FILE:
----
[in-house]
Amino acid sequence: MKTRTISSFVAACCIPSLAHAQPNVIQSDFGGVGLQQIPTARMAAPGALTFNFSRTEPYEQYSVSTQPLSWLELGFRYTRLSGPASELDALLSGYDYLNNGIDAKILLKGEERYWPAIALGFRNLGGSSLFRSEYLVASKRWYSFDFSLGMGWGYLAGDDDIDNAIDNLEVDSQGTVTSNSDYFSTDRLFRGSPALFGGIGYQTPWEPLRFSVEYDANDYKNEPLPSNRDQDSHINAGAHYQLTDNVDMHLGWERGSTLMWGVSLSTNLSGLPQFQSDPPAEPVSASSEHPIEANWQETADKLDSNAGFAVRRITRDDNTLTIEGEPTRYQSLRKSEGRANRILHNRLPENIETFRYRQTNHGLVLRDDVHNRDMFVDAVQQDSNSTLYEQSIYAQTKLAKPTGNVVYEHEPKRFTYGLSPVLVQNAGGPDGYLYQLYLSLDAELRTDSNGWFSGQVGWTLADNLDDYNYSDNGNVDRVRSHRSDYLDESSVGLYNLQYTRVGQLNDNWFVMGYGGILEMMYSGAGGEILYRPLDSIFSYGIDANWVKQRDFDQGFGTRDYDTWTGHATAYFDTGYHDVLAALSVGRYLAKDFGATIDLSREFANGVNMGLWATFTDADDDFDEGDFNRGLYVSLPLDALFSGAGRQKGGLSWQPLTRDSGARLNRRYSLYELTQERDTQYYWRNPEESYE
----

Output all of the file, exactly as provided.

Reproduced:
[in-house]
Amino acid sequence: MKTRTISSFVAACCIPSLAHAQPNVIQSDFGGVGLQQIPTARMAAPGALTFNFSRTEPYEQYSVSTQPLSWLELGFRYTRLSGPASELDALLSGYDYLNNGIDAKILLKGEERYWPAIALGFRNLGGSSLFRSEYLVASKRWYSFDFSLGMGWGYLAGDDDIDNAIDNLEVDSQGTVTSNSDYFSTDRLFRGSPALFGGIGYQTPWEPLRFSVEYDANDYKNEPLPSNRDQDSHINAGAHYQLTDNVDMHLGWERGSTLMWGVSLSTNLSGLPQFQSDPPAEPVSASSEHPIEANWQETADKLDSNAGFAVRRITRDDNTLTIEGEPTRYQSLRKSEGRANRILHNRLPENIETFRYRQTNHGLVLRDDVHNRDMFVDAVQQDSNSTLYEQSIYAQTKLAKPTGNVVYEHEPKRFTYGLSPVLVQNAGGPDGYLYQLYLSLDAELRTDSNGWFSGQVGWTLADNLDDYNYSDNGNVDRVRSHRSDYLDESSVGLYNLQYTRVGQLNDNWFVMGYGGILEMMYSGAGGEILYRPLDSIFSYGIDANWVKQRDFDQGFGTRDYDTWTGHATAYFDTGYHDVLAALSVGRYLAKDFGATIDLSREFANGVNMGLWATFTDADDDFDEGDFNRGLYVSLPLDALFSGAGRQKGGLSWQPLTRDSGARLNRRYSLYELTQERDTQYYWRNPEESYE